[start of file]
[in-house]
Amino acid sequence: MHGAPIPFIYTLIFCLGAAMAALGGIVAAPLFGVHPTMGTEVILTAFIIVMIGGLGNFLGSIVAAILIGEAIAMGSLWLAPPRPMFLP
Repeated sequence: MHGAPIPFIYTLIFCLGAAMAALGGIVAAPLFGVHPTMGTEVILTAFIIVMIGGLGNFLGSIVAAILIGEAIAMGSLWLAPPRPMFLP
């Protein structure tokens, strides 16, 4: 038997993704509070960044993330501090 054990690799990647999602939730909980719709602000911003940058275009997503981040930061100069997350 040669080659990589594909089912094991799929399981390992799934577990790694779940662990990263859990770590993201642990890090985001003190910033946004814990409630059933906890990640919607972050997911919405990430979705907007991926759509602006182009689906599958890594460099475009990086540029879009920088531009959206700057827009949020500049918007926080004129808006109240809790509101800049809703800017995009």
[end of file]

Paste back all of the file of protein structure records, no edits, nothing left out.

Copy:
[in-house]
Amino acid sequence: MHGAPIPFIYTLIFCLGAAMAALGGIVAAPLFGVHPTMGTEVILTAFIIVMIGGLGNFLGSIVAAILIGEAIAMGSLWLAPPRPMFLP
Repeated sequence: MHGAPIPFIYTLIFCLGAAMAALGGIVAAPLFGVHPTMGTEVILTAFIIVMIGGLGNFLGSIVAAILIGEAIAMGSLWLAPPRPMFLP
């Protein structure tokens, strides 16, 4: 038997993704509070960044993330501090 054990690799990647999602939730909980719709602000911003940058275009997503981040930061100069997350 040669080659990589594909089912094991799929399981390992799934577990790694779940662990990263859990770590993201642990890090985001003190910033946004814990409630059933906890990640919607972050997911919405990430979705907007991926759509602006182009689906599958890594460099475009990086540029879009920088531009959206700057827009949020500049918007926080004129808006109240809790509101800049809703800017995009």